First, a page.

When you shop through links on our site, we may earn an affiliate commission. This educational content is not intended to be a substitute for professional medical advice.

How to Sterilize Pacifiers (5 Simple Steps)

Medically Reviewed by Michelle Roth, BA, IBCLC
Pro tips to keep that binky clean, not stinky.

Are you concerned that your baby’s pacifier is a germ trap? Do you feel like your attempts to let your baby self-soothe by sucking is going to result in some hard-to-treat illness?

As much as I loved my baby’s pacifier, I also feared it. We definitely had a love-hate relationship. I didn’t always feel comfortable that her pacifier was clean enough for her to be putting in her mouth, but when she started one of her ear-splitting crying fits, I couldn’t wait to pop that thing in.

If you can’t imagine either of you getting through a day without that trusty binky at your side, this article will help you keep it clean so you’ll feel confident when you hand it over.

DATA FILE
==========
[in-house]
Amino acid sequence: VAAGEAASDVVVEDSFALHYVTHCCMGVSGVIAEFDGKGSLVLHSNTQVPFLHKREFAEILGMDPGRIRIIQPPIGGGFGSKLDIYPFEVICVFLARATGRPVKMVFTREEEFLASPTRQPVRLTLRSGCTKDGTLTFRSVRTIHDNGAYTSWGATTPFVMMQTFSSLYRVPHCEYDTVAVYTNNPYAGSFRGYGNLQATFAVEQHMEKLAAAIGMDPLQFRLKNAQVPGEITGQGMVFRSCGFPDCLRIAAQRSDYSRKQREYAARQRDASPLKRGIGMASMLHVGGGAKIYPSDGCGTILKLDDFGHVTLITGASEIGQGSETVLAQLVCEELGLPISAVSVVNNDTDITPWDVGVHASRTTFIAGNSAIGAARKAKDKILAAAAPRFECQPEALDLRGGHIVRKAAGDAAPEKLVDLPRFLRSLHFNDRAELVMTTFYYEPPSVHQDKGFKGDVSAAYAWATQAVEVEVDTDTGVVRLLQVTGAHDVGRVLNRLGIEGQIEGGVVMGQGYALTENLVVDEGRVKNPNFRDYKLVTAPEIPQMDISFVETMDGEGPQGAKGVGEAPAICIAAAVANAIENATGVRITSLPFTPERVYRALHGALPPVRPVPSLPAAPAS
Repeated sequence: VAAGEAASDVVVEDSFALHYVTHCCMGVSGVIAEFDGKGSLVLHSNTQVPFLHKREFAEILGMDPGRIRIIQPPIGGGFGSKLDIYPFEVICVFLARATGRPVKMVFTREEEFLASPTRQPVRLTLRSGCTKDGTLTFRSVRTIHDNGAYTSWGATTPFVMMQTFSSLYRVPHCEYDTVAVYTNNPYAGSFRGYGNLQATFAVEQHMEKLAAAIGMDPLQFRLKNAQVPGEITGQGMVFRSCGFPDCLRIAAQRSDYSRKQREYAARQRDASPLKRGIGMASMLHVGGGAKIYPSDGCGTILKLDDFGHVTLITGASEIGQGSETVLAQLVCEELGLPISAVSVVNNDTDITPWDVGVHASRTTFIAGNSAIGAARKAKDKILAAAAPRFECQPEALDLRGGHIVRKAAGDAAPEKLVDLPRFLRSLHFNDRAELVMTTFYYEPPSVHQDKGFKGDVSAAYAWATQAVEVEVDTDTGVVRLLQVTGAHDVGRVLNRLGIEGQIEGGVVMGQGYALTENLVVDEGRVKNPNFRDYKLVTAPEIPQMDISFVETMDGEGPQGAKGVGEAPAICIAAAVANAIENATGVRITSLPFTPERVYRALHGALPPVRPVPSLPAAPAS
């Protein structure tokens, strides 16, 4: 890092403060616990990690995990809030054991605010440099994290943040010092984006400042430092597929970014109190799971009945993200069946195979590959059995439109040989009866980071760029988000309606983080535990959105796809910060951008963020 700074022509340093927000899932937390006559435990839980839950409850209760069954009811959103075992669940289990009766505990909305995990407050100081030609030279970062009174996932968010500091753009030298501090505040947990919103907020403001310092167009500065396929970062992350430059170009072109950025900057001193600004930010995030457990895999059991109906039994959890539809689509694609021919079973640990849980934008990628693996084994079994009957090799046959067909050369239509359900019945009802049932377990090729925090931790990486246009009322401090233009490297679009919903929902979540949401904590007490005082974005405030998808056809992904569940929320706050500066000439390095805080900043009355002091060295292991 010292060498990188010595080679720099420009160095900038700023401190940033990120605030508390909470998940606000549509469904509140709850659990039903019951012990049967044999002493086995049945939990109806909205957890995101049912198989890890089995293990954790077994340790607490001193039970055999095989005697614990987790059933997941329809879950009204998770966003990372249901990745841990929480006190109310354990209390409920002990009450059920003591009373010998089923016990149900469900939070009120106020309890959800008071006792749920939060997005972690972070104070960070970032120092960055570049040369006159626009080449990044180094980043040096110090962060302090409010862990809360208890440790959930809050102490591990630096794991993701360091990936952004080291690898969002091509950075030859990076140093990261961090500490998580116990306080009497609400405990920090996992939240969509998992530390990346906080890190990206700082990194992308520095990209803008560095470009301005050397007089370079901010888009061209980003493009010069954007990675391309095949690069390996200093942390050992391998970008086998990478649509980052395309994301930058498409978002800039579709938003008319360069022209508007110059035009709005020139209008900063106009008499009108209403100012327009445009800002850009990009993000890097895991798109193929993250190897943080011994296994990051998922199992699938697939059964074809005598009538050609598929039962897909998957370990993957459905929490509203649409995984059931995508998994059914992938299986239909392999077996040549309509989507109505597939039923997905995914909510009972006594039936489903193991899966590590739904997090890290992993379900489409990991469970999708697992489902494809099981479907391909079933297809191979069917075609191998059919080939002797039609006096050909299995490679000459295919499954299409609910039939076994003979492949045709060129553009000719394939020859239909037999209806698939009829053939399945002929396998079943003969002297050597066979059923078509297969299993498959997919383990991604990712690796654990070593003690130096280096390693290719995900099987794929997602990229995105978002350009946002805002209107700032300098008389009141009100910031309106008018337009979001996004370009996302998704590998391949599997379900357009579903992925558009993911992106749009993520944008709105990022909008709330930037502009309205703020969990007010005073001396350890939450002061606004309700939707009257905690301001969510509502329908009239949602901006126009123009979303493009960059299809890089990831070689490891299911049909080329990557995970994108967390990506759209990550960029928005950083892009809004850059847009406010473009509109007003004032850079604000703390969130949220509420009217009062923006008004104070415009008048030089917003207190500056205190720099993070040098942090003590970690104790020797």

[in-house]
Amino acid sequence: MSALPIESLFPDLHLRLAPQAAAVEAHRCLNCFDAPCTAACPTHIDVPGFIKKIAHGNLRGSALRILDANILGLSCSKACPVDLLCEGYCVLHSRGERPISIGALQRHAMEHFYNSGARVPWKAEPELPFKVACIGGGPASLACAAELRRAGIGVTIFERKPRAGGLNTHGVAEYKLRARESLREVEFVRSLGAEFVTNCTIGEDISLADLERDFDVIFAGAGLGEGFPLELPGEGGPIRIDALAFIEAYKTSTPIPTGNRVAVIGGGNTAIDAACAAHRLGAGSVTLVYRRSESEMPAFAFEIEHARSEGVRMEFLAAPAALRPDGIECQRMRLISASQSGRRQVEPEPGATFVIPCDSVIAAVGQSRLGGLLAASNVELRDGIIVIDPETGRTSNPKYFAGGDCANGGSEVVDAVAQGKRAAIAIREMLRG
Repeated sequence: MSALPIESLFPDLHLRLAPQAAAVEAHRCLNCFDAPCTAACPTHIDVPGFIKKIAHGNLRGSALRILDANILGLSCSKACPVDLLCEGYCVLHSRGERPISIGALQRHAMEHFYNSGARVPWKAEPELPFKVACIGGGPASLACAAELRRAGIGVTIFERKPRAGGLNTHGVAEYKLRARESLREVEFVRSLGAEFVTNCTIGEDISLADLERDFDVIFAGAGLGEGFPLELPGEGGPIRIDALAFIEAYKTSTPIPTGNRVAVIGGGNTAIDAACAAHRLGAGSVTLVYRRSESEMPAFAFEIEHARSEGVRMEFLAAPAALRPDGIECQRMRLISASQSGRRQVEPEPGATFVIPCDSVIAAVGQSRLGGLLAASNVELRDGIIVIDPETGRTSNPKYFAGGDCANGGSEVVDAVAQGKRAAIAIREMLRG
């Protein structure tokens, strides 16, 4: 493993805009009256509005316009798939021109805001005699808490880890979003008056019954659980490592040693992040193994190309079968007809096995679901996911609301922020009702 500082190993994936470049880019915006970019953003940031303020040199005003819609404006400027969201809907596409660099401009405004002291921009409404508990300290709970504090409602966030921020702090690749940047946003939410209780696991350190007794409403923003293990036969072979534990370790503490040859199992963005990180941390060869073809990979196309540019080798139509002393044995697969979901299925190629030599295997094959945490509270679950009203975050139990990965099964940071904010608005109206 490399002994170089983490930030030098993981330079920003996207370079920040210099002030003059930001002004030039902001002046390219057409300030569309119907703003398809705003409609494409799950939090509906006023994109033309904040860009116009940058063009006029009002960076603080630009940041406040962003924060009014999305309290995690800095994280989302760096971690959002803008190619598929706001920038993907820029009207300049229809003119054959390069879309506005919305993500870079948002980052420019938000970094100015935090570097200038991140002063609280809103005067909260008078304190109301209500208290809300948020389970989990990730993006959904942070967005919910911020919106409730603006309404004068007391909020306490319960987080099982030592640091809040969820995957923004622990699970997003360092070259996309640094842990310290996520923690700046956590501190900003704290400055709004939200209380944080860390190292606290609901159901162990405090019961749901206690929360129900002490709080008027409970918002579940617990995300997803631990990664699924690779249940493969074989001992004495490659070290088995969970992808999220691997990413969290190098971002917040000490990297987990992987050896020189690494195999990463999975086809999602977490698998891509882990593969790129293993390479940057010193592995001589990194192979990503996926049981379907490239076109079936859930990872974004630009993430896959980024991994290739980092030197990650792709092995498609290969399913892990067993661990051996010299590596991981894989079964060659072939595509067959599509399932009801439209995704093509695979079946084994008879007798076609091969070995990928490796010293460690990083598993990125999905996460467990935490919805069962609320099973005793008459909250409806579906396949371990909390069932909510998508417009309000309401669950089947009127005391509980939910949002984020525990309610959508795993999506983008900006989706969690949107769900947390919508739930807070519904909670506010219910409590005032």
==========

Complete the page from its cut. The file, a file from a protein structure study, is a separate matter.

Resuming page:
Different Ways to Clean Pacifier

There are many different ways to clean a pacifier, but some are better than others. Let’s look at some of the methods and the good, bad, and ugly about them.

Sticking It in Your Mouth

Sometimes you’ll see a mom bend over to pick up a pacifier that has dropped onto the ground.

If there’s no running water around, they’ll take matters into their own hands to clean it. They’ll put it in their own mouths and give it a tongue bath, proving once again that there’s nothing moms won’t do for their babies. We’d rather ingest germs ourselves than let them touch our babies’ lips.